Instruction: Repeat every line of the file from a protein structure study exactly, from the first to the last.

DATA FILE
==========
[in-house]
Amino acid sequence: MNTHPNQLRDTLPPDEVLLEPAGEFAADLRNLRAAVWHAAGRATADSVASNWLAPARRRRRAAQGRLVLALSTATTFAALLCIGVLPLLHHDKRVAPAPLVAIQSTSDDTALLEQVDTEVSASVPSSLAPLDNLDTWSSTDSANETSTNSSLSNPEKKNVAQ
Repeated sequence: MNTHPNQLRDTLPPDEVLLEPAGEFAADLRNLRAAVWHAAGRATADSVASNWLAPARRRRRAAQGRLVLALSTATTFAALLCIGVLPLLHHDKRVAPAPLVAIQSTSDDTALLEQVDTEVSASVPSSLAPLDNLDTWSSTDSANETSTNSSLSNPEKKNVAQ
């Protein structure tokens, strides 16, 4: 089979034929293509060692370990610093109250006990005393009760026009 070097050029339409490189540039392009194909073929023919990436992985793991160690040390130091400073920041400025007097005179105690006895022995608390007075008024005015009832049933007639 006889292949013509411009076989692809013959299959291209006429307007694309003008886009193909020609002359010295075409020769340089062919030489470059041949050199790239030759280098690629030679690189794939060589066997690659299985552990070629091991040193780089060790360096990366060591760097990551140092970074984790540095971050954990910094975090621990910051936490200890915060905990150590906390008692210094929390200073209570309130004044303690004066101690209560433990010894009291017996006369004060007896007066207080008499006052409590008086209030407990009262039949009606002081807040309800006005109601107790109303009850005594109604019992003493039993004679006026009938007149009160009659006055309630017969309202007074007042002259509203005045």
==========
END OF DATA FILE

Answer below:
[in-house]
Amino acid sequence: MNTHPNQLRDTLPPDEVLLEPAGEFAADLRNLRAAVWHAAGRATADSVASNWLAPARRRRRAAQGRLVLALSTATTFAALLCIGVLPLLHHDKRVAPAPLVAIQSTSDDTALLEQVDTEVSASVPSSLAPLDNLDTWSSTDSANETSTNSSLSNPEKKNVAQ
Repeated sequence: MNTHPNQLRDTLPPDEVLLEPAGEFAADLRNLRAAVWHAAGRATADSVASNWLAPARRRRRAAQGRLVLALSTATTFAALLCIGVLPLLHHDKRVAPAPLVAIQSTSDDTALLEQVDTEVSASVPSSLAPLDNLDTWSSTDSANETSTNSSLSNPEKKNVAQ
């Protein structure tokens, strides 16, 4: 089979034929293509060692370990610093109250006990005393009760026009 070097050029339409490189540039392009194909073929023919990436992985793991160690040390130091400073920041400025007097005179105690006895022995608390007075008024005015009832049933007639 006889292949013509411009076989692809013959299959291209006429307007694309003008886009193909020609002359010295075409020769340089062919030489470059041949050199790239030759280098690629030679690189794939060589066997690659299985552990070629091991040193780089060790360096990366060591760097990551140092970074984790540095971050954990910094975090621990910051936490200890915060905990150590906390008692210094929390200073209570309130004044303690004066101690209560433990010894009291017996006369004060007896007066207080008499006052409590008086209030407990009262039949009606002081807040309800006005109601107790109303009850005594109604019992003493039993004679006026009938007149009160009659006055309630017969309202007074007042002259509203005045």